14 September 2007
What WILL they think of next?
I have a dear friend who works as a security guard in the facility where I work. He helped me move, he shows a genuine interest in my life, he's very kind-hearted, and I count myself blessed to know him. He's a good man. Anyway, when he saw me come into the building with my brand-new white cast and my tricked-out crutches, he began to talk to me about these "scooter" things that someone in the other building uses, since she, too, is in a cast. I had never heard of such a thing, but apparently, this is a somewhat popular crutch-alternative that is made by several medical equipment companies. He suggested that it might not be as exhausting as the crutches.
At some point, shortly thereafter, he spoke with the young lady with the scooter, and she sent me an email. Her email said that she had gotten the device through her insurance company because she's in a hard cast (non-weight-bearing) for fourteen weeks as she recovers from ankle surgery. (Eek!) She said that the one they sent her didn't fit her properly, as it was slightly too tall for her, even on its lowest setting, so she had them send her another, smaller one. She said that I was welcome to use the first one, since she didn't have any use for it, for as long as I need to. She brought it to me the following afternoon. (It was pretty funny, because she was on her crutches, and her co-worker was wrangling the scooter, and I went to open the door for them on my crutches. We were a circus. haha)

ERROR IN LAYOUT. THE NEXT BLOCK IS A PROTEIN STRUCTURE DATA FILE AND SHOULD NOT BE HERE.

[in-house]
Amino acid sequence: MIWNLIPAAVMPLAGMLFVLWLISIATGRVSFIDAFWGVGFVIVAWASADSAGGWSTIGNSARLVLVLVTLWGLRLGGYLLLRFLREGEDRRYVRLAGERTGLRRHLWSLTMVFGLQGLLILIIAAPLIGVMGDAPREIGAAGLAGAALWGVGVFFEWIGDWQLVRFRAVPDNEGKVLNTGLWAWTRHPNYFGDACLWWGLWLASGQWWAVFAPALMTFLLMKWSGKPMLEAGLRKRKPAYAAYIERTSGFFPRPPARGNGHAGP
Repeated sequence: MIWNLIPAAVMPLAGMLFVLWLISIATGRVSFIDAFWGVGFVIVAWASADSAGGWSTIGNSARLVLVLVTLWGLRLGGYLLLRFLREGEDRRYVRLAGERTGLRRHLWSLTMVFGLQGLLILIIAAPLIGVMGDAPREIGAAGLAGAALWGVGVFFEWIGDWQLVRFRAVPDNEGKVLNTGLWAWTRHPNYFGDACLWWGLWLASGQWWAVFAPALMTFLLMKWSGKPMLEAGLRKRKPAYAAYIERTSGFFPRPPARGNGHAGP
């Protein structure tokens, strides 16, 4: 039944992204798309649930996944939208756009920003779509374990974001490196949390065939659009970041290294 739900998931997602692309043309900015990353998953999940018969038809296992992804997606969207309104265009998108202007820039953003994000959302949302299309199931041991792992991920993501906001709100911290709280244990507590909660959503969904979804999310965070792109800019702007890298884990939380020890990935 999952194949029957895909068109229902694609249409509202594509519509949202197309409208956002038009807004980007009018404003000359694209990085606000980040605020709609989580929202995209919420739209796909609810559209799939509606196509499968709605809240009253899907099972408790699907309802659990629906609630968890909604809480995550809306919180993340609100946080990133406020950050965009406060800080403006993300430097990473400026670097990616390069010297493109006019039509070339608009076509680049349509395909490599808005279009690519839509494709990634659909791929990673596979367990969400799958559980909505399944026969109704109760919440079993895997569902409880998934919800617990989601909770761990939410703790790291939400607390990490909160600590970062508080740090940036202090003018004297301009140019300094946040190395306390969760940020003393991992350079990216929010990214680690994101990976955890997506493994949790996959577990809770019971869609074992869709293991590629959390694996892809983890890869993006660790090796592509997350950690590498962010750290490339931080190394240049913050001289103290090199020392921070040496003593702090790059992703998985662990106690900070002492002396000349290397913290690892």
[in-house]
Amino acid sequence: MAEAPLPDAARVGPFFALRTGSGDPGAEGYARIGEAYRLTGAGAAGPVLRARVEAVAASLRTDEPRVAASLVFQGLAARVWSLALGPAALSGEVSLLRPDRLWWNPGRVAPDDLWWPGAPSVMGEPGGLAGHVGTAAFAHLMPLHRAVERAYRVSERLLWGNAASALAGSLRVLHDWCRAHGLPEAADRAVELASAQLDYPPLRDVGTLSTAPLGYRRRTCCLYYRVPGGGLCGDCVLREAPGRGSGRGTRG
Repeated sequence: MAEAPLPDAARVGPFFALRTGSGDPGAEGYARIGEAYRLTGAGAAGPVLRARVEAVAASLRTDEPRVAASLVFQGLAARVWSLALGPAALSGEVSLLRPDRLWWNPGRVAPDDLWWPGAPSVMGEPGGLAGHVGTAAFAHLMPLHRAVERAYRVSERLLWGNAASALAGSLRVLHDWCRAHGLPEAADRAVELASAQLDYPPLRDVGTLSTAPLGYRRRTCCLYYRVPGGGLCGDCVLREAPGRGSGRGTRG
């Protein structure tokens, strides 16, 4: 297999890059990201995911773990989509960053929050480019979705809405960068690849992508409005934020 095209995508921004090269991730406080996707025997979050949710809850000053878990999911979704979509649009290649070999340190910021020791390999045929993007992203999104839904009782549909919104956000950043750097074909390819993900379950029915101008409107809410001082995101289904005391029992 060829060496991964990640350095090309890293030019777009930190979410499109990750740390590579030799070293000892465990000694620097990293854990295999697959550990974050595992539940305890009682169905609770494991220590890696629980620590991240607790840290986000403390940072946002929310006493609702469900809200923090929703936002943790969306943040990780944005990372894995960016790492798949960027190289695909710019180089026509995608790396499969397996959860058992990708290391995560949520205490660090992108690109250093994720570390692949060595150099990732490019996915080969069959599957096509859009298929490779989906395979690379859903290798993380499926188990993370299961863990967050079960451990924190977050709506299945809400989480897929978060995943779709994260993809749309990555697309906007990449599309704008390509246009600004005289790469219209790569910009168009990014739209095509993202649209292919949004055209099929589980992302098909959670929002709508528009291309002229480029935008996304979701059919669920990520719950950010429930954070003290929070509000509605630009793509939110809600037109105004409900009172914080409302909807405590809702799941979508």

She and I are about the same height, but she said that she was able to use it just fine, that it was just less comfortable than the new one. I have been using it to putter around the unit, since it frees up my hands to carry paperwork, etc. I brought it home for the weekend, because I haven't decided whether it is a better option than the crutches, and I thought it deserved further experimentation.
One of the benefits of using it to get around is that when I sit, I can use it to put my foot up, or I can sit on the little seat, if necessary. In truth, I'm not sure that it's the best choice for me, because when I put weight on my leg on it, it mashes the cast into my shin, which becomes uncomfortable, and with the atrophy in my injured leg, I'm finding it exhausting to use those muscles again! (Yes, it's true. Atrophy begins in the first few days that you stop using a muscle, and already there's a visible difference between my left and right legs' muscles.) Beyond that, if I need to go up a step, get on a bus, or remain stationary on an incline, I don't feel particularly stable. While it does have a brake (cute, eh? How fast do they think I'm gonna be going??), it doesn't have steering capacity. I can go in a straight line REALLY WELL, but I gotta stop and pick up the front of the thing and re-position it in order to change directions.
So, I brought it home for the weekend. You should have seen me coming home with crutches and the scooter. I'm sure I was quite the sight. I was thankful for the help and sympathy of both bus drivers (one of whom actually parked the bus, came over, and helped me onto the bus and situated, and took my fare card to scan so I didn't have to get up.) and a couple of kind-hearted passengers. I did make it home in one piece. :D Wish me luck in my experimentation!
P.S. Yes, the picture was taken on the diagonal to get the whole thing in the picture. If you just cock your head to the left, it'll make more sense... :D